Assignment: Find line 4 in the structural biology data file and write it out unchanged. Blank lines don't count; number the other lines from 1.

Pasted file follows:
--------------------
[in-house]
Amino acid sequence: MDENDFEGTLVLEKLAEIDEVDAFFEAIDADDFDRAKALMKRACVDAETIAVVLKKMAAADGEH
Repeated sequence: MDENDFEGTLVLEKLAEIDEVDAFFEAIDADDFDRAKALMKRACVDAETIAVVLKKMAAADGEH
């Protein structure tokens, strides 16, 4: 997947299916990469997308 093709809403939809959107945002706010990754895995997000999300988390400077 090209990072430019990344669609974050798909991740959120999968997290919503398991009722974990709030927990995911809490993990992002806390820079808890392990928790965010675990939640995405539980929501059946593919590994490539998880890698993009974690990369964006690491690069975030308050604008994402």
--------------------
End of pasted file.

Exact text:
């Protein structure tokens, strides 16, 4: 997947299916990469997308 093709809403939809959107945002706010990754895995997000999300988390400077 090209990072430019990344669609974050798909991740959120999968997290919503398991009722974990709030927990995911809490993990992002806390820079808890392990928790965010675990939640995405539980929501059946593919590994490539998880890698993009974690990369964006690491690069975030308050604008994402």